GRM HOLDS ON TO SUPERCAR RACE CARS
Published 19 November 2019
STORY: AARON NOONAN
IMAGES: AN1 IMAGES (DIRK KLYNSMITH)
GARRY Rogers Motorsport may be departing the Virgin Australia Supercars Championship at end of this weekend’s Coates Hire Newcastle 500, however the Melbourne-based team doesn’t intend to part ways with the cars it has used in its farewell season.
The team has run the same pair of ZB Commodores across the 2018 and 2019 Supercars Championships and also has one of its older VFs that has been converted to ZB and retained as a spare chassis on standby.
Barry Rogers says the team will add the pair of current cars to the GRM collection that includes their 2000 Bathurst 1000-winning Valvoline VT Commodore and the 2002 Bathurst 24 Hour-winning Nations Cup Monaro.
“The thought process is that Richie’s car (#33) was Garth’s (Tander) last full-time car so after the Newcastle weekend the plan for us is to return it to his (Tander) 2018 livery,” Barry Rogers said this week.
“(James) Golding is the last of the young guys that have come through the team with Garry (Rogers) so the plan is for his car (#34) to be left as it finishes Newcastle. We have no plan to sell those (ZB Commodore) cars.
“We’ve bought two engines from Walkinshaw Racing for them. Under the terms of our lease we could purchase two so we’ve exercised that option so they’ll stay in those cars.”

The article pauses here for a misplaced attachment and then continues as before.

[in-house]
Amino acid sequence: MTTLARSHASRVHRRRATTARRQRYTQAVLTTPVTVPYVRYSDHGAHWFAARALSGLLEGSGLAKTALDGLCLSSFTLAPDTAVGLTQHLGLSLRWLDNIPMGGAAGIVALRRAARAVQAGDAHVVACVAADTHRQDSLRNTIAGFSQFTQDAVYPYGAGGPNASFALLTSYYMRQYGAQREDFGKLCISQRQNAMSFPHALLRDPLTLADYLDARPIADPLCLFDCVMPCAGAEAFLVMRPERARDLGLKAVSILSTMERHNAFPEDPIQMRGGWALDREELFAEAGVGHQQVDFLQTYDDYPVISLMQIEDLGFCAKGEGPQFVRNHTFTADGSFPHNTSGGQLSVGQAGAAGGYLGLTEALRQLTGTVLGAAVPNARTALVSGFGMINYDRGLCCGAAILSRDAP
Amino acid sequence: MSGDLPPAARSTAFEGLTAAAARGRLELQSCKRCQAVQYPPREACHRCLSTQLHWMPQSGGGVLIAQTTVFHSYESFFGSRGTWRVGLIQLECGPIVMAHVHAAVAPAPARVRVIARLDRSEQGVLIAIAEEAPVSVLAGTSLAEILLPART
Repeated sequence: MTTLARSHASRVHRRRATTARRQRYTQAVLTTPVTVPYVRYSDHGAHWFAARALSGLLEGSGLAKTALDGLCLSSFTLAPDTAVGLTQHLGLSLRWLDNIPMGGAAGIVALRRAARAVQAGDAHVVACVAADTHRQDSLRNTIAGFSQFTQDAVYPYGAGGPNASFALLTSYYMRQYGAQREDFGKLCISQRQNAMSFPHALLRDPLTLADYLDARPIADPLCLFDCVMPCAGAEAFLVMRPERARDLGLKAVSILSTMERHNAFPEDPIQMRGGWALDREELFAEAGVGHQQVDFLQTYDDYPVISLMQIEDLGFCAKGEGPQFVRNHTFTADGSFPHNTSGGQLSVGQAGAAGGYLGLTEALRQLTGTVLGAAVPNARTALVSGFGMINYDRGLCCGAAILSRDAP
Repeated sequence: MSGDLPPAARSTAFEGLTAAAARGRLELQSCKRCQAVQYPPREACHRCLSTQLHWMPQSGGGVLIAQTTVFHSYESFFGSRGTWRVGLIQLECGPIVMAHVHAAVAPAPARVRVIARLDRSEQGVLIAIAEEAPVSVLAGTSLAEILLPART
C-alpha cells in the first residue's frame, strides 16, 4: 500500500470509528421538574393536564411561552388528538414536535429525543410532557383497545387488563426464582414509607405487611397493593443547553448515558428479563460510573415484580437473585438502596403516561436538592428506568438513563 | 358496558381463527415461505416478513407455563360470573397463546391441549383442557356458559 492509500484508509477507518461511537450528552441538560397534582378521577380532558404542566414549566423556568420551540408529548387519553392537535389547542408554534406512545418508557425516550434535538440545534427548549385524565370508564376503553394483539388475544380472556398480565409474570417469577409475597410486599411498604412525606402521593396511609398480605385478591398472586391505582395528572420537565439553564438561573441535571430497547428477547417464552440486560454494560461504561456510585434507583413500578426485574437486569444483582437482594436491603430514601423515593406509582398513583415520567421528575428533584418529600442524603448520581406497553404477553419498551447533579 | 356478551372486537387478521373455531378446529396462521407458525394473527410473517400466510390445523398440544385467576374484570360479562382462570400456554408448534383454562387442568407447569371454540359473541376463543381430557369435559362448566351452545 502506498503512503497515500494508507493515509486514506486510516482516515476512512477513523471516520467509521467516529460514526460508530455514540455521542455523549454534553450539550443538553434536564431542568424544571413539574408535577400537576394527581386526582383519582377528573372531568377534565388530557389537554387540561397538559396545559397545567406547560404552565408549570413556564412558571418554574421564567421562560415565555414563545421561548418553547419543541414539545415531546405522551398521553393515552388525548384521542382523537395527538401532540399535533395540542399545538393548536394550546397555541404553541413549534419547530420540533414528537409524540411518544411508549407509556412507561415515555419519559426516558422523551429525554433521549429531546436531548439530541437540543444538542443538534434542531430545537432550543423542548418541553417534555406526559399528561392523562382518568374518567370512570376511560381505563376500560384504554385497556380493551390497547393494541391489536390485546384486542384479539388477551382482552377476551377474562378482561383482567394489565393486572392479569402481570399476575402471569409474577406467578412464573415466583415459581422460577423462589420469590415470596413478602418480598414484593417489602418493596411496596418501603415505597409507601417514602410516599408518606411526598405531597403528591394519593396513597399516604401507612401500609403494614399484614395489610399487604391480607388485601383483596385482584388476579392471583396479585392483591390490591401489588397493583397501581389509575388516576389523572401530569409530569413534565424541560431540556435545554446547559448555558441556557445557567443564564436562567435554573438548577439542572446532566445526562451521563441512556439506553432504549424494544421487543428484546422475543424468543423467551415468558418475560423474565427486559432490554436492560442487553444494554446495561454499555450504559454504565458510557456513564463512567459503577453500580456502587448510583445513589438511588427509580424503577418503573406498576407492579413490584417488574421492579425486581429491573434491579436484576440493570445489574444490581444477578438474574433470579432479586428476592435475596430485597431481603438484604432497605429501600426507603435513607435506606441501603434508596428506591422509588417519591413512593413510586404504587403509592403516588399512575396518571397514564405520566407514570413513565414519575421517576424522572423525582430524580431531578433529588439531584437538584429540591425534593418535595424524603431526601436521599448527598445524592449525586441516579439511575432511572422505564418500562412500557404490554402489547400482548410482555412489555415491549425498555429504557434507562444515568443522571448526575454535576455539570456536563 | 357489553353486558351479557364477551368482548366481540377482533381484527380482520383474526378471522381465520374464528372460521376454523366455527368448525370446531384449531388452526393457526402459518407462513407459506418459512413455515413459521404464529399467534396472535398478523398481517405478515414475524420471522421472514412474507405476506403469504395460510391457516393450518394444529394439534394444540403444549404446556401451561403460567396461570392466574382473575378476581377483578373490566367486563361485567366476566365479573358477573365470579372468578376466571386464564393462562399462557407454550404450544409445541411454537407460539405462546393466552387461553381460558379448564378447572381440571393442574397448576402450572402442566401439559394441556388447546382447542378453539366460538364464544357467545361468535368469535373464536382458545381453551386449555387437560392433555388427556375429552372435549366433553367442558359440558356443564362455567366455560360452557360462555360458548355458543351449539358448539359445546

The team built four VF Commodore chassis for the 2017 season after the end of its Volvo deal, when it had to send two Volvo S60s to Sweden under the terms of its arrangements with the end of the manufacturer’s time in the category.
However it was able to keep the chassis of one of the three Volvo S60s that were raced as a stripped out spare that remains at the team’s workshop.
Rogers is open-minded with what occurs with the VFs used most recently in the Dunlop Super2 Series by Chris Pither, Dylan O’Keeffe and Mason Barbera.
“With the VFs we’re open to anything,” says Rogers.
“If there’s the opportunity and budget to run them we’re open to considering things but we’re not what we’d call ‘motivated sellers’.
“If the right dollars and deal was there we would sell them but we won’t be giving them away either.”
GRM has built 24 Supercars in its time in the category, having first entered in 1996 in a Commodore VR sourced from its original constructor, Gibson Motorsport.
It acquired another ex-GMS car for 1997 and then an ex-Holden Racing Team Commodore when it expanded to two cars in 1998 before debuting the first of its own-built Supercars in 1999 at the commencement of the VT Commodore era.
All up GRM has built 13 ‘Project Blueprint’ era Commodores, eight Car of the Future era Commodores and three Volvo S60 race cars.
Rogers says the Newcastle finale this weekend will be a celebration of the team’s time in Supercars.
“Knowing Garry (Rogers) he won’t want a big fuss to be made, we’ll do our races, sit in the garage afterwards and have a beer with our team and I reckon that’ll be it!” he said.